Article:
[whatwg] Historic dates in HTML5

Andy Mabbett andy at pigsonthewing.org.uk
Thu Mar 5 12:19:17 PST 2009

In message <10C0368B-E984-42A7-933F-B7CB6F1F2B0E at iki.fi>, Henri Sivonen 
<hsivonen at iki.fi> writes

>On Mar 5, 2009, at 01:29, Jim O'Donnell wrote:
>> Is there any suitable markup in HTML5 for dates in digitised 
>>documents from museums, libraries and archives?
>What would consuming software do with those dates?

I have already described some of the many use-cases for such dates, in:


et seq.

>The <time> element is meant as a replacement for the microformat
><abbr> design pattern in hCalendar

Is it? What about the other abuses of ABBR in microformats, such as for 
coordinates and duration:

         <abbr class="duration" title="PT5M48S">5:48</abbr> ?

>(if the microformat community  embraces <time>; if not, <time> in pretty
 >much pointless in HTML5).

What about the use-cases which I have described, most of which are not 
dependent on microformats?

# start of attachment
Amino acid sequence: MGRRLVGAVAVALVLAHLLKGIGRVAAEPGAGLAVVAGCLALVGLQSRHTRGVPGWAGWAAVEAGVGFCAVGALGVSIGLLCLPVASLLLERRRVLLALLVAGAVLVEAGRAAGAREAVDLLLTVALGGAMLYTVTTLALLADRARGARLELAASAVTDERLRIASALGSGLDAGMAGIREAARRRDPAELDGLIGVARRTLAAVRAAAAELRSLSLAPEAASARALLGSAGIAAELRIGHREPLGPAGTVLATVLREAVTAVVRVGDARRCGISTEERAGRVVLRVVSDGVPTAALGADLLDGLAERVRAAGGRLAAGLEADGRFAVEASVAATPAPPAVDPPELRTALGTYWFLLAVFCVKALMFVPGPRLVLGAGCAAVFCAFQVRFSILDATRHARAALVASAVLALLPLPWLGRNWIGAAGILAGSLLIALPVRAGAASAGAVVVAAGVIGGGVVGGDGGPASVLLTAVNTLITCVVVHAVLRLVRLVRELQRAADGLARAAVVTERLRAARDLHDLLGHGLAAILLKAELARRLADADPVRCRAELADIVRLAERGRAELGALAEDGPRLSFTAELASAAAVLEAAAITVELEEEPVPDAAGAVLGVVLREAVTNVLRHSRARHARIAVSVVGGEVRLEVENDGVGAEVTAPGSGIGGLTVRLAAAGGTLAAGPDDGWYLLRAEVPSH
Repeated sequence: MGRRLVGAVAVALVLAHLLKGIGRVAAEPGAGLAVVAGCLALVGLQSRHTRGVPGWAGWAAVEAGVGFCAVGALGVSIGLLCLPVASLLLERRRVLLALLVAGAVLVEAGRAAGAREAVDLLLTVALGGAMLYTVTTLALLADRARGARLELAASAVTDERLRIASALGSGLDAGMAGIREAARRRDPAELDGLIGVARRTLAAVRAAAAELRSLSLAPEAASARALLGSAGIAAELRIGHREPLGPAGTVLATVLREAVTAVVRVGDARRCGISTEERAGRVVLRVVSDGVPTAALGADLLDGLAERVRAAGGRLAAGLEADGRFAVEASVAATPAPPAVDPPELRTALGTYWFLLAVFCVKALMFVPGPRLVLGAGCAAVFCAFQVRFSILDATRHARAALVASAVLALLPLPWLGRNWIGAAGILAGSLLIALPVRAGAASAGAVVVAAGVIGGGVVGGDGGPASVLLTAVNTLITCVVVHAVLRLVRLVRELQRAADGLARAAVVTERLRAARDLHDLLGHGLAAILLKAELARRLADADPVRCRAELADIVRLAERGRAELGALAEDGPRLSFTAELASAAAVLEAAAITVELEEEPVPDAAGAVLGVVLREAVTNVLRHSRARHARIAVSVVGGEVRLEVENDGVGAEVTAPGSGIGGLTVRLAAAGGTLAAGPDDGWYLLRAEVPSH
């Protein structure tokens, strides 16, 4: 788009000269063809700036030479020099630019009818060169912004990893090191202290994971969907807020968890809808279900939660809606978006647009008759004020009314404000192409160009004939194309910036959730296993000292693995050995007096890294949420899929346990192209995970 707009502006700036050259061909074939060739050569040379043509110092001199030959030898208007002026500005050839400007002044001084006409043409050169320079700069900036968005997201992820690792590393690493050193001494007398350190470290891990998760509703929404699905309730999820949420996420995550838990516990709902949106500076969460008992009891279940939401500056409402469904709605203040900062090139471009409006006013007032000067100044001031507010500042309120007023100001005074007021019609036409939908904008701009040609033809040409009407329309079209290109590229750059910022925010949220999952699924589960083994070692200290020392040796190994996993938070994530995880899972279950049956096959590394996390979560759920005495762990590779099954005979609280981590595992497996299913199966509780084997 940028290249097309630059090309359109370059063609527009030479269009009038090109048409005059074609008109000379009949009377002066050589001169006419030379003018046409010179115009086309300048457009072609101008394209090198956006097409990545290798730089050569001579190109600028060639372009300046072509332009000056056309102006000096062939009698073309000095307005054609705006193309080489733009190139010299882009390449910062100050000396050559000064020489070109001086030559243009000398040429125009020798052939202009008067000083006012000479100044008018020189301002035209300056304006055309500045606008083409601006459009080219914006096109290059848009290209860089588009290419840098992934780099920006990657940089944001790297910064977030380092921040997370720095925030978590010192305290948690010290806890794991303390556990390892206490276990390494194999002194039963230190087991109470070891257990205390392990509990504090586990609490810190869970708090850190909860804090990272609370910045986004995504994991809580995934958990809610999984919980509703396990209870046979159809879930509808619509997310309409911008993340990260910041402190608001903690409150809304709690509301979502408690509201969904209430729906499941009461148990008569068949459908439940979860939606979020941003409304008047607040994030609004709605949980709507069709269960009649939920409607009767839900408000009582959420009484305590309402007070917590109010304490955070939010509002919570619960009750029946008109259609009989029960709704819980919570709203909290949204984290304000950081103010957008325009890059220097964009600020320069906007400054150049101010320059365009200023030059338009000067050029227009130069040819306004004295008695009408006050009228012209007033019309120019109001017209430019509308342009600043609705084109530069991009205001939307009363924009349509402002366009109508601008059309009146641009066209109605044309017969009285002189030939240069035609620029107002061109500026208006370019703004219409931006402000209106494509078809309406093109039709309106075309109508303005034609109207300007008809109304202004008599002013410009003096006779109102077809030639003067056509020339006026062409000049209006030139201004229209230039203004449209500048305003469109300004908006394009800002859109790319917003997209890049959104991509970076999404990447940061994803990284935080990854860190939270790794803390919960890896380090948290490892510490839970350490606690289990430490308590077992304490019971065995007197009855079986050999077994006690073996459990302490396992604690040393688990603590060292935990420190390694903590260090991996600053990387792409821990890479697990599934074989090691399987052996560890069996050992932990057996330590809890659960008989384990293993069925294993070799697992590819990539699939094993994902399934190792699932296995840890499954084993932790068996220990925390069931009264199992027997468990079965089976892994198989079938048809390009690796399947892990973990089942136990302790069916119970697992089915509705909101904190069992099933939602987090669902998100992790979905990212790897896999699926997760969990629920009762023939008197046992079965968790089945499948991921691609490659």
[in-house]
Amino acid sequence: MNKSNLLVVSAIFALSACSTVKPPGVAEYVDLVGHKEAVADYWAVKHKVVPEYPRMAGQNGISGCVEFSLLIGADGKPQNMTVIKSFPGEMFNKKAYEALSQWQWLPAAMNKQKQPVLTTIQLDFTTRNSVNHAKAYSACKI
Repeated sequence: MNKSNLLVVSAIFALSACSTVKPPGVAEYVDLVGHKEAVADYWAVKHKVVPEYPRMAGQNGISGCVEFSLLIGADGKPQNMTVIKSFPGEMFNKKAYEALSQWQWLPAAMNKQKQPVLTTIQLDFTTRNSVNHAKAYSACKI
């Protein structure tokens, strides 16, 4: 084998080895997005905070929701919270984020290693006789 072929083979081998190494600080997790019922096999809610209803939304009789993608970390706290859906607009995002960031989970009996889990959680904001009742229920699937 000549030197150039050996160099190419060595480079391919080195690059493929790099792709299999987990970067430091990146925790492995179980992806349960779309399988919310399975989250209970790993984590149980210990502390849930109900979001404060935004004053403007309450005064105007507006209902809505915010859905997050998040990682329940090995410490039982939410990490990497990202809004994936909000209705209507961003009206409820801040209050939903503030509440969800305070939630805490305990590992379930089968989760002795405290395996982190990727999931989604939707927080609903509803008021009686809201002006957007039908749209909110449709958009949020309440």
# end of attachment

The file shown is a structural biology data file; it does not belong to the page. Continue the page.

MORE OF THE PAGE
>The expected use cases of hCalendar are mainly transferring *future*
>event entries from a Web page into an application like iCal.

Are they? Could you provide a citation for that?

The hCalendar spec doesn't include a definitive set of use-cases 
(indeed, hardly any at all - but then it doesn't even include a full set 
of hCalendar parameters), but it does explicitly refer to "writeups of 
past events".

Many of the hCalendar microformats which I've seen published are for 
historic events, such as those on Wikipedia, for example:

         Launch of Sputnik 1:

         Marriage Act, 1753:

Are you suggesting that they are in some way in breach of the hCalendar 
spec? If so, how??

You also seem to overlook that dates are not used not only in hCalendar, 
but also in other microformats, such as hAtom (for dating feeds) , and 
hCard (for people's birth dates), for example:

         Sir Tim Berners-Lee:

         Anthony of Saxony:

The only limit on the use of dates in microformats is that they 
currently rely on ISO8601, which is restricted to Gregorian dates 
(chiefly after 1750, but see:


for the complex change-over dates in different countries). This was 
identified as an issue with the hCalendar specification in September 


and is still awaiting a solution, hence my proposal for allowing 
non-Gregorian dates in <time> (at the first URL given above).

Andy Mabbett

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